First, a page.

FilmLight baselight Julien Biard3a

Mission Impeccable (Ted Baker)

“Because post production involves a greater variety of workflows now than it used to do, with more links in the chain, I feel that the colourist's input and advice are slightly more important than before. All of the different elements of the process must work together to accomplish the best result. However, I still sit in the dark!”


Julien grades on a Baselight system and believes that the main challenge is to make all post production platforms, just like people and processes, work together as a unit. He said, “The way Baselight operates makes that much easier now. Its flexibility and functionality make the whole grading process relatively easy. I love the Base Grade tool that came out with version 5 of the software.”

Base Grade’s flexiblity is due to the fact that it works the same way in all working colour spaces, and always feels the same for the colourist, for any camera used on set. Because colour setups in the scene settings have to be precise and all footage correctly tagged, these steps are usually automated. Base Grade also automatically converts the image into a linear colour space where, as is done for linear compositing, the original brightness ratios of the scene are restored. The user does not have to make internal colour space conversions because Base Grade passes the image to the next operator in the same, defined colour space.

FilmLight baselight Julien Biard1

The exposure values and pivot points are specified in regular aperture stops, which are understood by photographers and DPs, and imitate human perception. Four parameters affect the whole image - flare, balance, contrast and saturation - and the Base Grade operator partitions the image into brightness zones that can be fine tuned via a pivot point that the user defines in stops relative to medium grey.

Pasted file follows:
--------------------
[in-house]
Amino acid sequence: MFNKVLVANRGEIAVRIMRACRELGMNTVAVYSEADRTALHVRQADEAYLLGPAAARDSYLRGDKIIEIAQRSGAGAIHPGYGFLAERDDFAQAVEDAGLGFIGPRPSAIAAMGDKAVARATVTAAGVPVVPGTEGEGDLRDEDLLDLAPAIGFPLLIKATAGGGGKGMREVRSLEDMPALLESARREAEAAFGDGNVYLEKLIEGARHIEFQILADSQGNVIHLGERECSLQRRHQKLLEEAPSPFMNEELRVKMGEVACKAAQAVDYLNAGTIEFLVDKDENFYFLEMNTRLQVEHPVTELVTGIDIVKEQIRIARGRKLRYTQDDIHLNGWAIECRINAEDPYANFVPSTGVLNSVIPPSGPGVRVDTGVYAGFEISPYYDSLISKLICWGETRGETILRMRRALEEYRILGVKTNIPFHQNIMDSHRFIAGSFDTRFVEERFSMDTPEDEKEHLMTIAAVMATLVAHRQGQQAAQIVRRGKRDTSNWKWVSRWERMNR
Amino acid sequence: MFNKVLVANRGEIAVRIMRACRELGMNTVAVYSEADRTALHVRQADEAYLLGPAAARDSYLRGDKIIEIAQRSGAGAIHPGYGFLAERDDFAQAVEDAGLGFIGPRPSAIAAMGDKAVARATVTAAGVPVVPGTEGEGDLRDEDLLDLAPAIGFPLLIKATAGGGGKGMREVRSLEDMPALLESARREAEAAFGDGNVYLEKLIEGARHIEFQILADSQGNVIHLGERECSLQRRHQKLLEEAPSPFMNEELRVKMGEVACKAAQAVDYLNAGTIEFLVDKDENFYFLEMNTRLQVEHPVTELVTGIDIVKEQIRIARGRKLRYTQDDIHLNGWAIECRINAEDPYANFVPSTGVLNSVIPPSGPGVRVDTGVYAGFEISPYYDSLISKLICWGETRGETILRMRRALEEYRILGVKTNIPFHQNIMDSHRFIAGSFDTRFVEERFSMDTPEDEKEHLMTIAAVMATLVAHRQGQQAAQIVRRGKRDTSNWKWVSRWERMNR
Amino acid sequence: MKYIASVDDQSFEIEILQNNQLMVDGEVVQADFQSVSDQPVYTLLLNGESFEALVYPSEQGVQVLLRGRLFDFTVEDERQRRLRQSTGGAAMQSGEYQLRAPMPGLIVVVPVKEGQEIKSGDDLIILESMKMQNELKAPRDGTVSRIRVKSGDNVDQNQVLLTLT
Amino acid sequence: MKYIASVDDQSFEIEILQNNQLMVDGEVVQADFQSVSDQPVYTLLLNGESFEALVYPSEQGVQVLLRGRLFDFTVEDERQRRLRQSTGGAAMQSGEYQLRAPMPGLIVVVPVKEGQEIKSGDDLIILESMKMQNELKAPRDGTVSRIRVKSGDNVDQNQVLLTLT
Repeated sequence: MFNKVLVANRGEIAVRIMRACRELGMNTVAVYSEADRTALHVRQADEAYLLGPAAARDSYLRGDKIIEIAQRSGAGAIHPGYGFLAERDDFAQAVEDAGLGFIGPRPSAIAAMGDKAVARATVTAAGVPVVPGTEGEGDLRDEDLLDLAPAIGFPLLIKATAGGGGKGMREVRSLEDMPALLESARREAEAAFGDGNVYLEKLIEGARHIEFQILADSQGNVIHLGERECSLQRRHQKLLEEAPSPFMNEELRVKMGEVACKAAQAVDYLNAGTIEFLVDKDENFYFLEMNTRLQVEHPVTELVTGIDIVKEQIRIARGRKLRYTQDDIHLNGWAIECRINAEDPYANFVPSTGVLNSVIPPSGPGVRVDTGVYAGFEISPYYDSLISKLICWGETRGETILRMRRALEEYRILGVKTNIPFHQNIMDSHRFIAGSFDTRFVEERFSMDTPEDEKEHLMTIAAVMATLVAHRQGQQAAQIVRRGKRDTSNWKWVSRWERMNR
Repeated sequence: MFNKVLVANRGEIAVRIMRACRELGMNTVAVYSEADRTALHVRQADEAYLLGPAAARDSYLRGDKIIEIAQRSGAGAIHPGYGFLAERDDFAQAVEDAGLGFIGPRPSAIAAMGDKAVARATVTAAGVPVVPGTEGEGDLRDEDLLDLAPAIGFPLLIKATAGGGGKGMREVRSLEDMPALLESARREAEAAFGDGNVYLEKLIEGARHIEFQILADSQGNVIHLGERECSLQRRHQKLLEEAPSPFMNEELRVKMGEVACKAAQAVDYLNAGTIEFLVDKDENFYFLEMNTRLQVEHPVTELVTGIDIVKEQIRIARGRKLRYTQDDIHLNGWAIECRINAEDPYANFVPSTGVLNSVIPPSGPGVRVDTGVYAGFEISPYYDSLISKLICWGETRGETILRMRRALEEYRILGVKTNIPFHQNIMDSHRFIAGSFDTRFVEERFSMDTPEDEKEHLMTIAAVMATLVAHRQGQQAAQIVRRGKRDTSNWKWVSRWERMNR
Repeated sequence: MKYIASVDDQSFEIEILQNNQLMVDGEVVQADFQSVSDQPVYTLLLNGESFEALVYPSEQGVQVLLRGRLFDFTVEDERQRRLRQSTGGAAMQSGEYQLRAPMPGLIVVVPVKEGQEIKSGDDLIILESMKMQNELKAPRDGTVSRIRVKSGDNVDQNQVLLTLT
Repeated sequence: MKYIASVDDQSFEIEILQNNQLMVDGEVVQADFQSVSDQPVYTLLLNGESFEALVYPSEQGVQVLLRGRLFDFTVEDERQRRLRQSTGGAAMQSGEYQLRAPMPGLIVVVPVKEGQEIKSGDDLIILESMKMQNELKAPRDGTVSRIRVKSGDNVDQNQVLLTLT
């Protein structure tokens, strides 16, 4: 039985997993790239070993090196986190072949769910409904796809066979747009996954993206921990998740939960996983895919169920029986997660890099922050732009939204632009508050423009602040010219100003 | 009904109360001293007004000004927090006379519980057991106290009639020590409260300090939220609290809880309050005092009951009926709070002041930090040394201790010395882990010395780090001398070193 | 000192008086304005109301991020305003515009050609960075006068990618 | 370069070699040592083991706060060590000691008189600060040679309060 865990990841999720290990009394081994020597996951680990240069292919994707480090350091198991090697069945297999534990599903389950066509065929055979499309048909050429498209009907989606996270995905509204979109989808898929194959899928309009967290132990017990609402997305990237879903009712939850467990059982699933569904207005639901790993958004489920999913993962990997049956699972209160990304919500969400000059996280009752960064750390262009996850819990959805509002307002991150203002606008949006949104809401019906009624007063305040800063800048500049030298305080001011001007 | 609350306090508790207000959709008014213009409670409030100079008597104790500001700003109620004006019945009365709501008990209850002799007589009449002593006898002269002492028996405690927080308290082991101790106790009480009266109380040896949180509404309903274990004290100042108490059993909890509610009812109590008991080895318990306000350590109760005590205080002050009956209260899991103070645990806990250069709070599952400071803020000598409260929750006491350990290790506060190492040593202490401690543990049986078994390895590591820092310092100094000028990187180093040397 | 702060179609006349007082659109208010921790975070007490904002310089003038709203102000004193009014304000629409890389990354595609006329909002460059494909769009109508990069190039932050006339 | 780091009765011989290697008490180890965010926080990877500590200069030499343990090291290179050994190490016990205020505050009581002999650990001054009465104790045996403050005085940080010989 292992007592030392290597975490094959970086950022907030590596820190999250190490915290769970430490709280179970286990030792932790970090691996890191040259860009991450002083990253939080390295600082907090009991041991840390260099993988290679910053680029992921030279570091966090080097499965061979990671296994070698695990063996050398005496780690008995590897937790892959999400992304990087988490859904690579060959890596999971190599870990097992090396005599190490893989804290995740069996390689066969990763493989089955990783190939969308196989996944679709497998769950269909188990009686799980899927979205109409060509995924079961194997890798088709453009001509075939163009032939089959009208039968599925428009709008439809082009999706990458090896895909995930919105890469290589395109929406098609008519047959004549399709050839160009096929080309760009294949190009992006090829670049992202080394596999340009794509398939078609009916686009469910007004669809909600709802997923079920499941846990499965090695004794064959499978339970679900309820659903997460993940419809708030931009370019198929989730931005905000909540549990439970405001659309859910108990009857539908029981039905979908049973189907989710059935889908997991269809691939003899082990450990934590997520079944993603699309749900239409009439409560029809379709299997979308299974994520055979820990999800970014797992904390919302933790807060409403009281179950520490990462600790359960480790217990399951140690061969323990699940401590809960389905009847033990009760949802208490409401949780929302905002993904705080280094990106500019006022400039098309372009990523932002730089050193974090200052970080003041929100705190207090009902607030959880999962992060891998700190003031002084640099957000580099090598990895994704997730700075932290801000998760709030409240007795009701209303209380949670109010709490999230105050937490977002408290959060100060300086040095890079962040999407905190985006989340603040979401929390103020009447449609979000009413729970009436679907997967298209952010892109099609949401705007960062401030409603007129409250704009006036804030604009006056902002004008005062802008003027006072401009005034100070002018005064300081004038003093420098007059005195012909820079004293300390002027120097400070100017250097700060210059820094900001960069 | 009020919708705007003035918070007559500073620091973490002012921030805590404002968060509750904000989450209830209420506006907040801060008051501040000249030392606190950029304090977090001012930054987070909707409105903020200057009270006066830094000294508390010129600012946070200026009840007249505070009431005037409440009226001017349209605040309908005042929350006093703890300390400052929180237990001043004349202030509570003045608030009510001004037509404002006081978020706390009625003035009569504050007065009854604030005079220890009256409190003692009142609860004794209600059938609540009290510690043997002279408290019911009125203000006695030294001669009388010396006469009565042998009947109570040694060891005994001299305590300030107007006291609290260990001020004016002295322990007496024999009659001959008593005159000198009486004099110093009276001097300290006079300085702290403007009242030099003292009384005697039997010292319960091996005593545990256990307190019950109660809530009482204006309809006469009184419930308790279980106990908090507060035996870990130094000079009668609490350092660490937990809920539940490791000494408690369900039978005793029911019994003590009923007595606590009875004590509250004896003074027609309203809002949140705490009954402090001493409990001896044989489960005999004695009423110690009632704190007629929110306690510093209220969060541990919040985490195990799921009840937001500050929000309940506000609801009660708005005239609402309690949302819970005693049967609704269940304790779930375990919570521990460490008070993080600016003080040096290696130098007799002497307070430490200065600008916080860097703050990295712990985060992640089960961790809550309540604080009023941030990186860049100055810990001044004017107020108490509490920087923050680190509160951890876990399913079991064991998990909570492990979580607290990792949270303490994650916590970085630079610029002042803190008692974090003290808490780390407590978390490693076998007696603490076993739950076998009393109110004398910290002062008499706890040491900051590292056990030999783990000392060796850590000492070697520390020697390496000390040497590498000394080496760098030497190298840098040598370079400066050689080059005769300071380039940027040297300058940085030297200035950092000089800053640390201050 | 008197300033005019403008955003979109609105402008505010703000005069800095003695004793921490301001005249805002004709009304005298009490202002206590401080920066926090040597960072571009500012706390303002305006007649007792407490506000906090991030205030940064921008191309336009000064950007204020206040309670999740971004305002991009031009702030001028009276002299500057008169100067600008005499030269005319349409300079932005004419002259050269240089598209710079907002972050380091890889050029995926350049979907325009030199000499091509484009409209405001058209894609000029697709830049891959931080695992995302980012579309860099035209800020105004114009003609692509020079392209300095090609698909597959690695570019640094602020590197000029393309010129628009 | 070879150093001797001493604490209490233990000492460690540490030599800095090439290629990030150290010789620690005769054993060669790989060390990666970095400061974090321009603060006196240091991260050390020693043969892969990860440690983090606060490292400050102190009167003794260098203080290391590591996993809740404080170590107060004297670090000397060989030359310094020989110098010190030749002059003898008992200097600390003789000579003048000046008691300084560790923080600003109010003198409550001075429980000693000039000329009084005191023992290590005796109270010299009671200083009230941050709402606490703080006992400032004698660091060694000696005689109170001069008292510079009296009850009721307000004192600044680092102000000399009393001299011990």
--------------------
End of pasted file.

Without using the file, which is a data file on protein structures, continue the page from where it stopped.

Julien said, “Baselight’s tracking tool keeps on getting better with every upgrade as well. The blending tool is always great – you can blend the output of any layer into your current layer by any chosen amount, and it includes the functionality to composite foreground or background images. The Curve Grade, which you use to edit image parameters in RGB and HSL with spline-based keyframing, remains vital and efficient. It has a complete set of hue curves, plus a separate set of luma and colour channel curves.”

Image Interpreter

Contrasting the colourist’s experience in London with the way he works in Chicago, he finds that the work itself remains pretty much the same, but his involvement with the director and DoP is diminished because sessions are usually agency-driven in the US, and directors work remotely more often than they would in London.

FilmLight baselight Julien Biard2

Mission Impeccable (Ted Baker)

Across the many genres Julien works in - commercials, fashion films, music videos to features and TV - the craft of grading is the same to him. “I’m interpreting and understanding the client's desire, being able to apply it to the picture and making it look the best I can. Some jobs have a strong product orientation while others are more focused on narrative. In the end the idea remains the same - creating pleasing imagery.”

Julien would like to move gradually to grading films and long-form projects. “I would also like to train as many people as I can, as I believe sharing knowledge and experience with the people coming up the ranks. Giving them a solid base will make our industry stronger and our craft more sustainable.”